Although the Cape Fox has been extensively studied in South Africa's Free State province (Lynch 1975, Bester 1982, Kok 1996), there is little information available elsewhere within its range. Aspects such as diet and reproduction are quite well known, but little information is available on aspects of social ecology and behaviour in the wild. Some investigation into the role, if any, this species plays in disease transmission is necessary.
Relevance to Humans and Ecosystems
These foxes are presumed to prey on livestock, in particular lambs. Farmers have permission to remove animals causing damage to livestock. Numbers have been abundant in the past but appear to be in decline since 1985 because of this (IUCN, 1998).
Negative Impacts: crop pest
Pelts are used in fur blankets (IUCN 1998).
Positive Impacts: body parts are source of valuable material
It has black or silver gray fur with flanks and underside in light yellow. The tip of its tail is always black.
The Cape fox tends to be 45 to 61 cm (17.7–24 inches) long, not including a 30 to 40 cm (11.8-15.75 inch) tail. It is 28 to 33 cm (11–13 in) tall at the shoulder, and usually weighs from 3.6 to 5 kg (8–11 lbs).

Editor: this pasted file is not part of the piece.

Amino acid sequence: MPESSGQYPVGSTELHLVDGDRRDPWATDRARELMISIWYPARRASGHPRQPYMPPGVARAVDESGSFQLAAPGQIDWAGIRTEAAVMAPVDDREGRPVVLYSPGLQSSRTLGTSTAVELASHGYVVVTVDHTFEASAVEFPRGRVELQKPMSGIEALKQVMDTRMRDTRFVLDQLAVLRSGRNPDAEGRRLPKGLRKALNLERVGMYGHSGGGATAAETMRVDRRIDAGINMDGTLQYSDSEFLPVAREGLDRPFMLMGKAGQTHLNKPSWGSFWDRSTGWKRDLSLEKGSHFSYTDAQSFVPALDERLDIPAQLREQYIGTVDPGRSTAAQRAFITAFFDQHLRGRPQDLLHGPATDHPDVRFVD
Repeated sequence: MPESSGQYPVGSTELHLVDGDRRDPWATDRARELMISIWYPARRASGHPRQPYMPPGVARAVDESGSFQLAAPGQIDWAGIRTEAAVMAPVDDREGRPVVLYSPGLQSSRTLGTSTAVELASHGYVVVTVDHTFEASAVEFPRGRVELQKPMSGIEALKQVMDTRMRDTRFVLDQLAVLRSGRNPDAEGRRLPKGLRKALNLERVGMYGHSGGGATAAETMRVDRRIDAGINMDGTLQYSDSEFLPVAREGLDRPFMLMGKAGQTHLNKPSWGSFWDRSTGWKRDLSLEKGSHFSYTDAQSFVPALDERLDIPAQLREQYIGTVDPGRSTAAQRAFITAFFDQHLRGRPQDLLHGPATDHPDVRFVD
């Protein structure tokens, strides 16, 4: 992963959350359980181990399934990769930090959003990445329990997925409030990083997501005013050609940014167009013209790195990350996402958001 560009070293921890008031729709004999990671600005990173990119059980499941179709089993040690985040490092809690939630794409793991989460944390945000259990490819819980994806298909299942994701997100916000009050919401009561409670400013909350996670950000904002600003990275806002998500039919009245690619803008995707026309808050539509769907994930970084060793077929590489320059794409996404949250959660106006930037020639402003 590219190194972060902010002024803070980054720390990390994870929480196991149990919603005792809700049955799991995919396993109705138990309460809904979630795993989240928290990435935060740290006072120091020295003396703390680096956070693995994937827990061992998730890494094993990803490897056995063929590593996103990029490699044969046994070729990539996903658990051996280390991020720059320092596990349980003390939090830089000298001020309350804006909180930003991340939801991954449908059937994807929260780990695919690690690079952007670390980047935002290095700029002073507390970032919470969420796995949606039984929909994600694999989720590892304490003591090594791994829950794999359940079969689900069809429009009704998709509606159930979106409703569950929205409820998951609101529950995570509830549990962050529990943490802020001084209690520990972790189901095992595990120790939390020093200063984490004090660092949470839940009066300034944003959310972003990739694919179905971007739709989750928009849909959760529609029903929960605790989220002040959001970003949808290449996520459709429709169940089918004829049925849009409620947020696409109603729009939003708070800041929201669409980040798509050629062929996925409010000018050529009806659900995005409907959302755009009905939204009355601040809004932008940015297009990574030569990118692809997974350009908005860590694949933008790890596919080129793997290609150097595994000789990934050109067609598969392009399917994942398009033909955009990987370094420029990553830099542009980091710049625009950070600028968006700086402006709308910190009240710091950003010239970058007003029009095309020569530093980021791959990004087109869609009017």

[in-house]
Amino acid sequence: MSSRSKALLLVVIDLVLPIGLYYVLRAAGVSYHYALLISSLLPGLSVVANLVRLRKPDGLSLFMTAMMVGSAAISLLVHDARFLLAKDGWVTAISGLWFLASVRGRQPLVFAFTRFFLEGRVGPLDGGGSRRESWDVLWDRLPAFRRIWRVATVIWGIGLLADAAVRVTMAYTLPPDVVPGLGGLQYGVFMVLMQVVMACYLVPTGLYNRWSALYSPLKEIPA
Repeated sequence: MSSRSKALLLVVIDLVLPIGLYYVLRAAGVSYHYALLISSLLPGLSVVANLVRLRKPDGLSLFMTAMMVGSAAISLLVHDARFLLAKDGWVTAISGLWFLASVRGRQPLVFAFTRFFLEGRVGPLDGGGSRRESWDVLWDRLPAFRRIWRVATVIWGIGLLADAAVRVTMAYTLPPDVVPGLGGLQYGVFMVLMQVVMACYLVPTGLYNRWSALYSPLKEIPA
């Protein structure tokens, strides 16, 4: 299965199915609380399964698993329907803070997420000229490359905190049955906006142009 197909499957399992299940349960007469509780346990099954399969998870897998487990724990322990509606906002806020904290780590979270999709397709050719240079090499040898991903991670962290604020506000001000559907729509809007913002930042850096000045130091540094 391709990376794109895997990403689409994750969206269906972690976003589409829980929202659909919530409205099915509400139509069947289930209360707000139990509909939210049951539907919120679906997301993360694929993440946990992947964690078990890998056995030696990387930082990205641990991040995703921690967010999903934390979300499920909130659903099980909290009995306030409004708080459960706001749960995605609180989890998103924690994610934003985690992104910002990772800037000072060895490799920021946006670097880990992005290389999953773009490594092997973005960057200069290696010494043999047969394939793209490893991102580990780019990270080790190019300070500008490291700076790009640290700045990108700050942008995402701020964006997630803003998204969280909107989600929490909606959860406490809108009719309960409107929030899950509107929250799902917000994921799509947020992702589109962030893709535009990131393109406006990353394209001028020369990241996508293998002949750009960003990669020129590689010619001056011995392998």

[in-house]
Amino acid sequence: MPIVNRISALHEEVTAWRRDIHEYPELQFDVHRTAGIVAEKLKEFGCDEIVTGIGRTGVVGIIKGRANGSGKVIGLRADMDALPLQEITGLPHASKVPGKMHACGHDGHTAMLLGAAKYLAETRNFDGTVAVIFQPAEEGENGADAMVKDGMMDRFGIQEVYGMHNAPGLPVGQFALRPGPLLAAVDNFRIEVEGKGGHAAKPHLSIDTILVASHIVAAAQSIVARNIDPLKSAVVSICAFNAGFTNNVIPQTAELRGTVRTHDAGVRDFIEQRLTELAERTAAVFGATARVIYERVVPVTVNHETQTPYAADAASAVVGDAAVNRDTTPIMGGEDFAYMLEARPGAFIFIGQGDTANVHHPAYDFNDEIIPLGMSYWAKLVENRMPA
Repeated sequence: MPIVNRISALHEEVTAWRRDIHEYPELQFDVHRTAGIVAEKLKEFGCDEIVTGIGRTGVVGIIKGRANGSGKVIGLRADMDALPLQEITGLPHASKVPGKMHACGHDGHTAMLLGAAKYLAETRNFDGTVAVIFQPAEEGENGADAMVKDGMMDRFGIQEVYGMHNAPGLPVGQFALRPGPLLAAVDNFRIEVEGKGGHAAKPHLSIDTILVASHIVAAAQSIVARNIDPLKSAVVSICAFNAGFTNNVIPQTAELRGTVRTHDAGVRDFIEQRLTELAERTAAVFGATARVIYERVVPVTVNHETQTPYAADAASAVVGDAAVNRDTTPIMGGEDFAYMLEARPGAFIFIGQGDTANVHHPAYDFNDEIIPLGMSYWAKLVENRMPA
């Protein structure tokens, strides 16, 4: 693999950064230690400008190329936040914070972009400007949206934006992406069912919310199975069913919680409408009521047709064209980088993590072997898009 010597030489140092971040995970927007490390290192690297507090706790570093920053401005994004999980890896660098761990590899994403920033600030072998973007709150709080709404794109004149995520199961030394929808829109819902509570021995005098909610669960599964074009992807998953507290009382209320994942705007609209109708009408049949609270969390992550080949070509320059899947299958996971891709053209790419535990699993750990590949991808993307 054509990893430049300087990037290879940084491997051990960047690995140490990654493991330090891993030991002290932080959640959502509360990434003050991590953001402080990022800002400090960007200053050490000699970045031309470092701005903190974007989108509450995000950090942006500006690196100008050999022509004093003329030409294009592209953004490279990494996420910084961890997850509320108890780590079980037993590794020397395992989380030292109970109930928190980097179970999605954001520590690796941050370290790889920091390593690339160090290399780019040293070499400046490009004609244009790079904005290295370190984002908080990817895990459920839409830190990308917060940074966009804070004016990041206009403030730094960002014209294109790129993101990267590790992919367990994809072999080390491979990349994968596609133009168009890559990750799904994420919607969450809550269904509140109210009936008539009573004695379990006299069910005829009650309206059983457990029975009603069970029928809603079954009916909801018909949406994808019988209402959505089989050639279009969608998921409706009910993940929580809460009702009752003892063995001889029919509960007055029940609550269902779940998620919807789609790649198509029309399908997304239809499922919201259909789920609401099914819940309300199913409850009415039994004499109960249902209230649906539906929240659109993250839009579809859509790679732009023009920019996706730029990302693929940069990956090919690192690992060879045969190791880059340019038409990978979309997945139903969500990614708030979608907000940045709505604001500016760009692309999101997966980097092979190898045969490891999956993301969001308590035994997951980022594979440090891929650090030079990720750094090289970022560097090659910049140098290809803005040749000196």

It inhabits mainly open country, from open grassland plains with scattered thickets to arid to semi desert scrub, and also extending into fynbos. It is widespread in Zimbabwe, Botswana, and South Africa, occurring in most parts of the Western and Northern Cape provinces, the Eastern Cape (excluding the southeastern side), the Free State, western and northwestern KwaZulu-Natal and the North-West province. It also occurs in Lesotho, a high mountainous region.
The Cape fox is nocturnal and most active just before dawn or after dusk; it can be spotted during the early mornings and early evenings. During the day, it typically shelters in burrows underground, holes, hollows, or dense thickets. It is an active digger that will excavate its own burrow, although it generally modifies an abandoned burrow of another species, such as the springhare, to its specific requirements. They are solitary creatures, and although they form mated pairs, the males and females are often found alone, as they tend to forage separately. They are not especially territorial but will mark their territories with a pungent scent. Although a normally silent fox, the Cape fox is known to communicate with soft calls, whines or chirps. However, it will utter a loud bark when alarmed. When in an aggressive mood, the Cape fox is known to growl and spit at its attacker. To show its excitement, the fox lifts its tail, the height of the tail often indicating the measure of excitement.